If they want something more expensie or more "trick" there are tons of mail order shops ready to take the orders. Do a search for those items.

No, we don't work with RN. After what happened with Badger we will never show RN anything we develop. Our relationship with RN is one way. We buy parts... they sell them to us and that is it.
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  #17  
Old August 16th, 2006, 11:37 PM
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Mike (defender13)....

Braided stainless lines will probably be more abrasive resistant than the ones I used, but with that sandwich plate you could also do up braided stainless too if you want if you get the right hose and connectors, since it uses somewhat standard fittings on it.

I've just never been a fan of the end fittings that usually get used on the stainless lines. I find them to be way too bulky and hard to tell if they are sealed properly, plus the hose is just harder to work with.....especially trying to cut and connnect it without unravelling the stainless braid. I also have had trouble finding the actual info on the stainless hoses regarding pressure and temperature ratings, so in this case I went with something I knew was capable of doing the job.

-Hans
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My oil line fix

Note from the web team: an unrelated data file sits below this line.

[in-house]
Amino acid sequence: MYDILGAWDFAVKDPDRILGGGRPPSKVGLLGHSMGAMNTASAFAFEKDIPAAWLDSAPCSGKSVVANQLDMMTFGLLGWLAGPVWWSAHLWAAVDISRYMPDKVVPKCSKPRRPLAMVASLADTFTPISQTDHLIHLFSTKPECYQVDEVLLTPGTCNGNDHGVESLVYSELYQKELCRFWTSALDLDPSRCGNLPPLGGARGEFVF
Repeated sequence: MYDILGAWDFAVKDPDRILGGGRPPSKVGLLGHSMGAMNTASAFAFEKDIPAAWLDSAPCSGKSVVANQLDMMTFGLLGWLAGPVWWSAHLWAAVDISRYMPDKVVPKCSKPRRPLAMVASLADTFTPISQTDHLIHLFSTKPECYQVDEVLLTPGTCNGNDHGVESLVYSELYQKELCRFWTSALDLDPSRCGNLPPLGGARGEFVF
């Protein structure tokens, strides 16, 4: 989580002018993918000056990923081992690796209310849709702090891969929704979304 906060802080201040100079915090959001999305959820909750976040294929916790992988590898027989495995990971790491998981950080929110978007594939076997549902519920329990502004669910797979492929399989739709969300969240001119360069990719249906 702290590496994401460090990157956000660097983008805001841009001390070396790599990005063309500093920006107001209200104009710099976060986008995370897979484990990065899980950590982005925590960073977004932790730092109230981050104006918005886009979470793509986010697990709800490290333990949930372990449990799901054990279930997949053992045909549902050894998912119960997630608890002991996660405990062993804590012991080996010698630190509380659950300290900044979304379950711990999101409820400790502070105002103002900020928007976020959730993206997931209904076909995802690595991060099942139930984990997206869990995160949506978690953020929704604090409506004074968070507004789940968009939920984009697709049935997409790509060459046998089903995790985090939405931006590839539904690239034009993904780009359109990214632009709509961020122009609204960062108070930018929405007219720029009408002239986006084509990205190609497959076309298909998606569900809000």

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  #18  
Old August 17th, 2006, 09:25 AM
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Nedim Aruz
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Speaking of Stainless steel oil kits...I came across this from trailhead a few months ago. Its on my list to buy but was wondering if anyone here had experience with them?

http://www.trailhead4x4.com/18401.html
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  #19  
Old August 17th, 2006, 10:24 AM
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I would love to get my hands on a kit like this for my 97. I have not heard of any 97's burning, has anyone else? Untill I can find a good kit, I will have an extinguisher ready.
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  #20  
Old August 17th, 2006, 11:13 AM
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Ya know... I'm a little baffled.
A good number of the posts I see on this board are in the "too expensive" vien. Someone always saying there is a cheaper, better way. Then with this thread I wanted share and get info from others on how to fix the oil lines cheap and well, on your own with no custom parts and no need to order a kit from a "Rover expert". Some offered great solutions both cheap and trick, but then the posts turn to "buy this costly kit", but as soon as someone would put together a kit and try to make a profit on it the kit would be looked at as "too expensive".
I don't get it. I guess it is that some want cheap DIY and some want to buy a kit as they don't have time to make up all the pieces, and others want to buy a kit and then whine about the price.
It gives me a wicked headache.